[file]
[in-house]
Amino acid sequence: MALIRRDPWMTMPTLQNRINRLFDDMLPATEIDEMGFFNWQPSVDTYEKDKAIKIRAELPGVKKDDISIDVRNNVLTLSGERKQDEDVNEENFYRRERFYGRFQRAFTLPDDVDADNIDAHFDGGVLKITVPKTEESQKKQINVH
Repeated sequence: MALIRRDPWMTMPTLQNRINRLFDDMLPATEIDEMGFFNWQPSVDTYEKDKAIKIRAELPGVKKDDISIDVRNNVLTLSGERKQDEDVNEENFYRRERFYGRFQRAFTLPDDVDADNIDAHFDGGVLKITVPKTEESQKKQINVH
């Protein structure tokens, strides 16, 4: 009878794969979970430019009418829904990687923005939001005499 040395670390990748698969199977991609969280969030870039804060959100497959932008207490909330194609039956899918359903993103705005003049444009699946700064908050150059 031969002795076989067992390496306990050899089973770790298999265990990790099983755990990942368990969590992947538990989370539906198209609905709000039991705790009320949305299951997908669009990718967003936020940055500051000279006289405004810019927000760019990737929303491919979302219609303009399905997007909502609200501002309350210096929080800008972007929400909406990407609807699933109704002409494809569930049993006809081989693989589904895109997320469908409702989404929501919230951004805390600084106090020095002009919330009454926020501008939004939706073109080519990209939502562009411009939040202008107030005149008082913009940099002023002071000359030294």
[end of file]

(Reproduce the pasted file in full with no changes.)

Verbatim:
[in-house]
Amino acid sequence: MALIRRDPWMTMPTLQNRINRLFDDMLPATEIDEMGFFNWQPSVDTYEKDKAIKIRAELPGVKKDDISIDVRNNVLTLSGERKQDEDVNEENFYRRERFYGRFQRAFTLPDDVDADNIDAHFDGGVLKITVPKTEESQKKQINVH
Repeated sequence: MALIRRDPWMTMPTLQNRINRLFDDMLPATEIDEMGFFNWQPSVDTYEKDKAIKIRAELPGVKKDDISIDVRNNVLTLSGERKQDEDVNEENFYRRERFYGRFQRAFTLPDDVDADNIDAHFDGGVLKITVPKTEESQKKQINVH
């Protein structure tokens, strides 16, 4: 009878794969979970430019009418829904990687923005939001005499 040395670390990748698969199977991609969280969030870039804060959100497959932008207490909330194609039956899918359903993103705005003049444009699946700064908050150059 031969002795076989067992390496306990050899089973770790298999265990990790099983755990990942368990969590992947538990989370539906198209609905709000039991705790009320949305299951997908669009990718967003936020940055500051000279006289405004810019927000760019990737929303491919979302219609303009399905997007909502609200501002309350210096929080800008972007929400909406990407609807699933109704002409494809569930049993006809081989693989589904895109997320469908409702989404929501919230951004805390600084106090020095002009919330009454926020501008939004939706073109080519990209939502562009411009939040202008107030005149008082913009940099002023002071000359030294």